Just weeks later, Legia were once again punished by UEFA as fans reacted to anti-Polish chanting from home supporters during a Europa League trip to Metalist Kharkiv. Reprimands from football’s governing bodies are nothing new for the Warsaw club.
Whilst fighting is at the very core of what affords Legia a fearsome reputation that spreads across the continent, the key fact that makes them stand out from the crowd is an undeniable passion for their team. The story of 21st century Legia is a truly fascinating tale that not only demonstrates football’s unrelenting magnitude within the city but also highlights a unique love that can only be attributed to a fanatic’s obsession with a team.
Football isn’t just a sport to the Teddy Boys ’95, rather an extension that infiltrates every aspect of their lives and so it makes sense that they look to defend their club with every ounce of energy – whether that’s in the stands, on the battlefield, or in the boardroom.
For nearly a decade, Warsaw was a war zone thanks to an ongoing battle between the fans and owners. That antipathy regularly threatened to rip this great club at the very seams but, largely due to the undying passion of ultras, Legia somehow remained at the forefront of Polish football.
Back in 2002, mounting debts in excess of 20 million Polish złoty put the Legia’s future in severe jeopardy. President Leszek Miklas soon lost his job, but it would be nearly two years before media giants ITI would purchase the club to finally restore the faith. Unfortunately, though, that joy would be short lived for the supporters as a hike in ticket prices angered fans, leading to mass protests outside the stadium.
A season of anger culminated in scenes of mass violence at the 2004 Polish Cup final as Legia fans rushed the pitch following goading from Lech Poznań players. Having stormed the turf, ultras began to beat members of the opposing team and steal their winners’ medals. The subsequent condemnation from the owners further riled the fans as their relationship hit an almost untenable position.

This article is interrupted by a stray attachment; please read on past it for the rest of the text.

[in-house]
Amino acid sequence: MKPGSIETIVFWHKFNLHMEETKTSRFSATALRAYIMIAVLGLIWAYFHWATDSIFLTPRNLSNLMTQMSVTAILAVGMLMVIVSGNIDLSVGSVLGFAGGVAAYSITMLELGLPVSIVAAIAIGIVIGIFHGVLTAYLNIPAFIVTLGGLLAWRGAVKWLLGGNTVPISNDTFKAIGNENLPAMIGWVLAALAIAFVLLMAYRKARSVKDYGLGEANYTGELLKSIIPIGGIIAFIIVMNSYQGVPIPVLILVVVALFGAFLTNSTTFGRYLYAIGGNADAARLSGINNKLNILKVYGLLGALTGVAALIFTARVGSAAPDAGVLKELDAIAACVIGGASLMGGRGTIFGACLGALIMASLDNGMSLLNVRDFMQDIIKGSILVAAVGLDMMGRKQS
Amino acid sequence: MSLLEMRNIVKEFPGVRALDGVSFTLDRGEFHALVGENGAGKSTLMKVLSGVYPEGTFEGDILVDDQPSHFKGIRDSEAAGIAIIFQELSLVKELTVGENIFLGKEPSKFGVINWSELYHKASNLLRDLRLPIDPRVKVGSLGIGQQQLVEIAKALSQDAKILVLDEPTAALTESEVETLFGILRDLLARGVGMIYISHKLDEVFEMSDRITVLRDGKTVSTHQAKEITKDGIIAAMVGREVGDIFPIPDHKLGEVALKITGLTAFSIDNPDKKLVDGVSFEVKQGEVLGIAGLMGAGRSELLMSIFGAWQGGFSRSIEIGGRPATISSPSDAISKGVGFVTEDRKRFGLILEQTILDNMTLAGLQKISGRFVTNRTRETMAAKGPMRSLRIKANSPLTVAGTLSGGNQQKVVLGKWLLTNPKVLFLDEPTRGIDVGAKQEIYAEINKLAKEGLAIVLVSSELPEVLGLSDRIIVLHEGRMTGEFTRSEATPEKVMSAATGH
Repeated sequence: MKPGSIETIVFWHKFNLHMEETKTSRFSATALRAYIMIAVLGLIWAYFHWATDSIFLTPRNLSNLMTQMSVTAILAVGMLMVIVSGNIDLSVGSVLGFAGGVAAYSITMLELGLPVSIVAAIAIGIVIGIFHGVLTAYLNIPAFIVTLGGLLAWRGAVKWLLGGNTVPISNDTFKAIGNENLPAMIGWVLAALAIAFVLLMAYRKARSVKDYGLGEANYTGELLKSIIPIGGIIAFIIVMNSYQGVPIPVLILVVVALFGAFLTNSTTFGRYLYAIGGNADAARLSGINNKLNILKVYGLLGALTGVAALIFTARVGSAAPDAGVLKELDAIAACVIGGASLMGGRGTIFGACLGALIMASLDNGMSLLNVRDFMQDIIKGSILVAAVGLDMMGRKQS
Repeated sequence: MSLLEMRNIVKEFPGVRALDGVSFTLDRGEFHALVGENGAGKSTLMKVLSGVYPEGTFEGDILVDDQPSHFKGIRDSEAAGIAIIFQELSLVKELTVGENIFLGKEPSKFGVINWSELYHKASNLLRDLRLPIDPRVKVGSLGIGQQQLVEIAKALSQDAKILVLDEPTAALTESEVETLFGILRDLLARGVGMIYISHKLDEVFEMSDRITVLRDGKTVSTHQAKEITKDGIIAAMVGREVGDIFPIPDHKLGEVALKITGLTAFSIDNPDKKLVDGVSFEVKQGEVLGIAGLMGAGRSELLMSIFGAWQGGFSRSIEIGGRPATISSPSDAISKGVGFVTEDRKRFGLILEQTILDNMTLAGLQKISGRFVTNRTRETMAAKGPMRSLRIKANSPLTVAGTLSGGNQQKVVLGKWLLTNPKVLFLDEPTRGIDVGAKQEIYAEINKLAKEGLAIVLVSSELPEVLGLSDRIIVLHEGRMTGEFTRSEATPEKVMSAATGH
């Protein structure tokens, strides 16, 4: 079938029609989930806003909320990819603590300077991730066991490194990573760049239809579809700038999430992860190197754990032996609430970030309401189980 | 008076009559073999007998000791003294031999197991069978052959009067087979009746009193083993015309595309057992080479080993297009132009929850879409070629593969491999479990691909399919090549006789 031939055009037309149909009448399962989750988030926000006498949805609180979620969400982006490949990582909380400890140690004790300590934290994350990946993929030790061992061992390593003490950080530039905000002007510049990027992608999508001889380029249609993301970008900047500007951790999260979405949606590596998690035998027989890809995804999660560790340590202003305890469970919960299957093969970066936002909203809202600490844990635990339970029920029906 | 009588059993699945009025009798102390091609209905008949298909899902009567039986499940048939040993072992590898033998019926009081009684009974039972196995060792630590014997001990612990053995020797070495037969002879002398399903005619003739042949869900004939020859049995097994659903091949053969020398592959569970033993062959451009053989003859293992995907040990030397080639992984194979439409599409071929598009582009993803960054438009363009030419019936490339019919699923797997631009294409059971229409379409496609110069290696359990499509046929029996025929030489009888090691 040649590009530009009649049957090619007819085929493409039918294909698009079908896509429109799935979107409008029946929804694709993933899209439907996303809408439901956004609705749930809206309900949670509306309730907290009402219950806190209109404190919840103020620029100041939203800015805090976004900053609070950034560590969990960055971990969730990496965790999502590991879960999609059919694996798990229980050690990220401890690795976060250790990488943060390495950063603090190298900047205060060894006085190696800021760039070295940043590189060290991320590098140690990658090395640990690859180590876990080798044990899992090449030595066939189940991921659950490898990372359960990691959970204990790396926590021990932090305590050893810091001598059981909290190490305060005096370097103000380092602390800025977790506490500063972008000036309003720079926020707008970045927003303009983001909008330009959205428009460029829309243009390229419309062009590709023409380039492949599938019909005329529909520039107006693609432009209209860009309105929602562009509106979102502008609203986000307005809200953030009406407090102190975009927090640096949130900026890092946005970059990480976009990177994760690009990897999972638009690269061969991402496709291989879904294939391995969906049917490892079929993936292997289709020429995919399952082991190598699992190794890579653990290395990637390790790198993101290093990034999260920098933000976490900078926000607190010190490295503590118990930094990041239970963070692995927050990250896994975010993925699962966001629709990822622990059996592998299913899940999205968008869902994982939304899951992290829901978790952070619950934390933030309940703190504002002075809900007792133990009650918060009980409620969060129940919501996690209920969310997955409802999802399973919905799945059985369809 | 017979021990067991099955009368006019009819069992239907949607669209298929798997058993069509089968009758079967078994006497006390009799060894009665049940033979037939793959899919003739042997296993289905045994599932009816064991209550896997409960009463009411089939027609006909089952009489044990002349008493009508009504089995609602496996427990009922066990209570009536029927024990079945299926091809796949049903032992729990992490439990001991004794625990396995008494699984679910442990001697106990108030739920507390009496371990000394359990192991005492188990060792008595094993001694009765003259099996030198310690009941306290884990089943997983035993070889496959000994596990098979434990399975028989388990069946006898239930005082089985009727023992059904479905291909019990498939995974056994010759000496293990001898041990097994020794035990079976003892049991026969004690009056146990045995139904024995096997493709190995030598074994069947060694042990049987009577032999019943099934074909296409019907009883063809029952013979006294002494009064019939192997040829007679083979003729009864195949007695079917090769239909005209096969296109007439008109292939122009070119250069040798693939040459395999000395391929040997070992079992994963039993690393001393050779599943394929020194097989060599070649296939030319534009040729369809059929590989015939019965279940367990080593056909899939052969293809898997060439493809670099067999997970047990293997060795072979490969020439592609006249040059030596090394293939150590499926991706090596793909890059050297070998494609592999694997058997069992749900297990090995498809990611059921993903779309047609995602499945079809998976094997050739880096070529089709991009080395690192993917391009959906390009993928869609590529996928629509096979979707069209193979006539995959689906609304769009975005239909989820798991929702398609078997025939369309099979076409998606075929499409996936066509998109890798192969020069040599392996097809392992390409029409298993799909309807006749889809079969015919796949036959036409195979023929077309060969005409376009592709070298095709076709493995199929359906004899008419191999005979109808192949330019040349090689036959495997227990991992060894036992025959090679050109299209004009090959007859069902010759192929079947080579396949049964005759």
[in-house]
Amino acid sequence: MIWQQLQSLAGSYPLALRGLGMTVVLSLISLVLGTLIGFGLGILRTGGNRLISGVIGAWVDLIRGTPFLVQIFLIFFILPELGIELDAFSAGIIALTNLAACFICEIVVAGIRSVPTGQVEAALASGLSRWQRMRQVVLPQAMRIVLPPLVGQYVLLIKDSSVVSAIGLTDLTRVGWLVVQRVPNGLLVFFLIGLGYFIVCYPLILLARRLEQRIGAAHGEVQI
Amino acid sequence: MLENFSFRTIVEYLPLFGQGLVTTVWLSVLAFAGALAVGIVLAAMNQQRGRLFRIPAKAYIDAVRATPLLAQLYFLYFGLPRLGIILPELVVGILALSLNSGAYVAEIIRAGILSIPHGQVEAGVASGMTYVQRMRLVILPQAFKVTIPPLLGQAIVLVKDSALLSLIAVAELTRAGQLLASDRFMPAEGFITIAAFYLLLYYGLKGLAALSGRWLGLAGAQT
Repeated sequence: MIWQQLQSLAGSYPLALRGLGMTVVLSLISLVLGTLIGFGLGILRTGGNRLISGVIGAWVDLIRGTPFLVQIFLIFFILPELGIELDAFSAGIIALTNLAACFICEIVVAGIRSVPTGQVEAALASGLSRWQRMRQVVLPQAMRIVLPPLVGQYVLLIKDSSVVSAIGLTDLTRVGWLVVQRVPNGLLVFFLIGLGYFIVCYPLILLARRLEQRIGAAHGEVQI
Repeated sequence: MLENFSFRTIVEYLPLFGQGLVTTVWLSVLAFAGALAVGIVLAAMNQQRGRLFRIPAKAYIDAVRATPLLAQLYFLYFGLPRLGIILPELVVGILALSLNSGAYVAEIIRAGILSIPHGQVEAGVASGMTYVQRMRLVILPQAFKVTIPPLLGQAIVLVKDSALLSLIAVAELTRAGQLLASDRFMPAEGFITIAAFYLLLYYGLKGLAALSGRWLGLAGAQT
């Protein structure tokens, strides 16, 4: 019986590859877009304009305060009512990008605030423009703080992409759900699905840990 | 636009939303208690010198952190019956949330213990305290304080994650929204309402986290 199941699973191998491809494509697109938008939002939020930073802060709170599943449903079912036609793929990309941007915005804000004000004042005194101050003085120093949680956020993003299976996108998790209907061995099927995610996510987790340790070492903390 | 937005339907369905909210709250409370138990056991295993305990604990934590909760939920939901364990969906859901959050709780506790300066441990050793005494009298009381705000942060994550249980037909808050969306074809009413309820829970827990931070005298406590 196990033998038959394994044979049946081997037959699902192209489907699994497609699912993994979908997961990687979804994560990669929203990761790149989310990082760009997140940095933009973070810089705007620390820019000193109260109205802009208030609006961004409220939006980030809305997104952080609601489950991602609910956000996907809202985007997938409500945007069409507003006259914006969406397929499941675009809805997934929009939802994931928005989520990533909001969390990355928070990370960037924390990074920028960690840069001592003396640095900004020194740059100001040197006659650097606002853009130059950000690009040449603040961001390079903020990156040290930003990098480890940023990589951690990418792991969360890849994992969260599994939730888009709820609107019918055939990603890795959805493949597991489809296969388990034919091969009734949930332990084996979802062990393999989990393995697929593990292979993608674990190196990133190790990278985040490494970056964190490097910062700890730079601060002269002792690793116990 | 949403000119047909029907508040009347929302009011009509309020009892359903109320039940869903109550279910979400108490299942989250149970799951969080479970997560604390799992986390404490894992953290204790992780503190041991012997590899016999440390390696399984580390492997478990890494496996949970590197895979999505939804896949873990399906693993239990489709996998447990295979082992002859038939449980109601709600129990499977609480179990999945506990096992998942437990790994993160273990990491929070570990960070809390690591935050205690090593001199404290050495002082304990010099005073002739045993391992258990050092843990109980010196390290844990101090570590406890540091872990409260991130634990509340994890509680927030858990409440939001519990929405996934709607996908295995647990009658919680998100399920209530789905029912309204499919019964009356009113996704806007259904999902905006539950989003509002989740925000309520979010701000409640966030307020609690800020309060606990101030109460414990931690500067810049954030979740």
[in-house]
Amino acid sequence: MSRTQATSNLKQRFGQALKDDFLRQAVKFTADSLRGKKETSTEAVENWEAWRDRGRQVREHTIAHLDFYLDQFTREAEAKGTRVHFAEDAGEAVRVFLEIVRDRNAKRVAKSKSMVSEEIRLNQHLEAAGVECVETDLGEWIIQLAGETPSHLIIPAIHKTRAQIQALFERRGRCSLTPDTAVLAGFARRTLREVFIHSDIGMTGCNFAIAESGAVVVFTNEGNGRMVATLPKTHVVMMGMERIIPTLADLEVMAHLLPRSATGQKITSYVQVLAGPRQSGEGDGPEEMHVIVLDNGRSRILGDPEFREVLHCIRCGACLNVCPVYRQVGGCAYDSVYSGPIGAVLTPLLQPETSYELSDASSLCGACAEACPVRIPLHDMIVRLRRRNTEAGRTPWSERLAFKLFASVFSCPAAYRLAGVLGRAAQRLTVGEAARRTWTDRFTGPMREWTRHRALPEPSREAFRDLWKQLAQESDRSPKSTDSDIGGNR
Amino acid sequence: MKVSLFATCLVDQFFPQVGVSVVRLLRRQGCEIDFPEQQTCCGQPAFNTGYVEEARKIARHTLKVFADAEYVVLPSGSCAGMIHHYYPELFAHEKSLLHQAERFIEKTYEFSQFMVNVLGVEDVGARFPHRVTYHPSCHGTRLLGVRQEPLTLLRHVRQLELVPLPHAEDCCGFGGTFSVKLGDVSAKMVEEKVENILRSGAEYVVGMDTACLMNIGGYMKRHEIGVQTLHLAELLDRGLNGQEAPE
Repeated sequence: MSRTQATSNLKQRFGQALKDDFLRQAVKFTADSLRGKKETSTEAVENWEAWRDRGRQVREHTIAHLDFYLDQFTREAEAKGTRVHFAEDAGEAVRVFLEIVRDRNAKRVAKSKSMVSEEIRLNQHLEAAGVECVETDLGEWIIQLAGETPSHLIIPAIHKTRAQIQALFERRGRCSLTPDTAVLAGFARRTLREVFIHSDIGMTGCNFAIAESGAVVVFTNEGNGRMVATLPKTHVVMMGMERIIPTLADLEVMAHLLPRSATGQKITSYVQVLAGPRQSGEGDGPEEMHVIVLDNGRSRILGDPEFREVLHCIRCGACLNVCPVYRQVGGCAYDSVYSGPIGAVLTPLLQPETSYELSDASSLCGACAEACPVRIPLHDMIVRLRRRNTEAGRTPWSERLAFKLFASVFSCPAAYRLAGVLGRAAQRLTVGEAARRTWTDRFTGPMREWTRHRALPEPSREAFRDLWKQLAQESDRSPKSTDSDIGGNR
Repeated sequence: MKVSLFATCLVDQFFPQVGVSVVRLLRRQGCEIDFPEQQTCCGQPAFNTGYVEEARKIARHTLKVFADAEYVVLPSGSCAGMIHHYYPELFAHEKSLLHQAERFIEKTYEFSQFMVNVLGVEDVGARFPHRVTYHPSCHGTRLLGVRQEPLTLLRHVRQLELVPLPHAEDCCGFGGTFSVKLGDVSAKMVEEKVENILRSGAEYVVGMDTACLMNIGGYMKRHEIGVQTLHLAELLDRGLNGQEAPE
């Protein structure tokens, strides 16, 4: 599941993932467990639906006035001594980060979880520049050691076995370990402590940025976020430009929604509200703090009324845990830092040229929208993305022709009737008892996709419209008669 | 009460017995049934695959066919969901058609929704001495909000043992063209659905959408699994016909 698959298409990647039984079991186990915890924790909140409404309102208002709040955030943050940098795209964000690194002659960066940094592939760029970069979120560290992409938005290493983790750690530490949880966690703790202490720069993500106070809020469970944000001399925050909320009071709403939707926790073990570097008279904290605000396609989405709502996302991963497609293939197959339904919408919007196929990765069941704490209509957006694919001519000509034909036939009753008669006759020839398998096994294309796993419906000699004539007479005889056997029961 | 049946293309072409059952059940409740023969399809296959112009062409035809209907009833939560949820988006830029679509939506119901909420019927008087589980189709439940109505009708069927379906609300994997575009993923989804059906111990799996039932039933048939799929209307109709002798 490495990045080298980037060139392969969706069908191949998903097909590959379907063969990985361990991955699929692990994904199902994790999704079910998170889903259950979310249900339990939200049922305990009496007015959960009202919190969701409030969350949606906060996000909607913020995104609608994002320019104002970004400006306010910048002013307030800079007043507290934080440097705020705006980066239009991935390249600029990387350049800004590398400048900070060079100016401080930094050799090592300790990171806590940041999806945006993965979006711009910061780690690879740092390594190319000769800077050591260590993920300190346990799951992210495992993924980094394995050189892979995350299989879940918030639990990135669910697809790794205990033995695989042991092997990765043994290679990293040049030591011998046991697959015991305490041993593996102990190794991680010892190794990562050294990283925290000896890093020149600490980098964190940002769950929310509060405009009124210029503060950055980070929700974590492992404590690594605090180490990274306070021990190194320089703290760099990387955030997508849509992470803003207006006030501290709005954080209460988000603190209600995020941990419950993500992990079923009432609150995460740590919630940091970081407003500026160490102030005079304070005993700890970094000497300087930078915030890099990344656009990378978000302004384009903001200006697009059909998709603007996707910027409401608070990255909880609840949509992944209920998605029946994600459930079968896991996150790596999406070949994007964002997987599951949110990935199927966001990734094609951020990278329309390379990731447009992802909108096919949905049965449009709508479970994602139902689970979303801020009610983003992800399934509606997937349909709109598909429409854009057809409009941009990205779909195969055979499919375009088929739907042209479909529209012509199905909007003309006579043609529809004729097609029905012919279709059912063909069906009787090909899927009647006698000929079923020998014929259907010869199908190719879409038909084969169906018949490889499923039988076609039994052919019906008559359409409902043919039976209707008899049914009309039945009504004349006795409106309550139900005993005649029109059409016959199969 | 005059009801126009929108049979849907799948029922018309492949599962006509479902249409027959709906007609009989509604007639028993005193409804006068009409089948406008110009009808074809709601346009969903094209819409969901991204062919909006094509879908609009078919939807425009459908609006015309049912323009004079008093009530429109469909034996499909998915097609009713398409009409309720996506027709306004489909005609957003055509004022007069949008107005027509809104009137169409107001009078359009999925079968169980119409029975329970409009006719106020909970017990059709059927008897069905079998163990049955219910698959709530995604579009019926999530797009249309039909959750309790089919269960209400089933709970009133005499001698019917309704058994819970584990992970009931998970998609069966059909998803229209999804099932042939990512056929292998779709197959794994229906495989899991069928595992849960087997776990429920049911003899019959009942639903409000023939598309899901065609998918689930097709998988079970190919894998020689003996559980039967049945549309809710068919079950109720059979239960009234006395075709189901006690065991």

The relationship between fans and owners was further stretched later that summer when the club purchased one of Lech’s cup winning squad. Defender Paweł Kaczorowski became a target of hatred from the Teddy Boys, facing a bombardment of expletive-laden chants throughout his brief time with the club, and swiftly made his departure after just ten appearances for the Wojskowi.
Hostilities continued over the next couple of seasons with a number of matches being temporarily stopped due to Legia fans hurling flares onto the pitch. None of these incidents were acts of mindless violence, though; rather demonstrations of their stance towards the owners and their decisions.
The ultras continued to display their solidarity by boycotting matches in response to another increase in ticket prices. Whilst the stadium remained virtually empty, the fans congregated outside to show their unconditional support towards the team. After months of discrepancy, fans returned to the terraces at the end of 2005 after reaching an agreement with the owners.
Winning the league that season strengthened the bond but it wouldn’t be long before things took yet another sour turn. The return of Miklas was inevitably met with widespread negativity and speculation that he had purposely shattered the club’s finances to help ITI acquire the club at no cost began to echo around the Polish Army Stadium.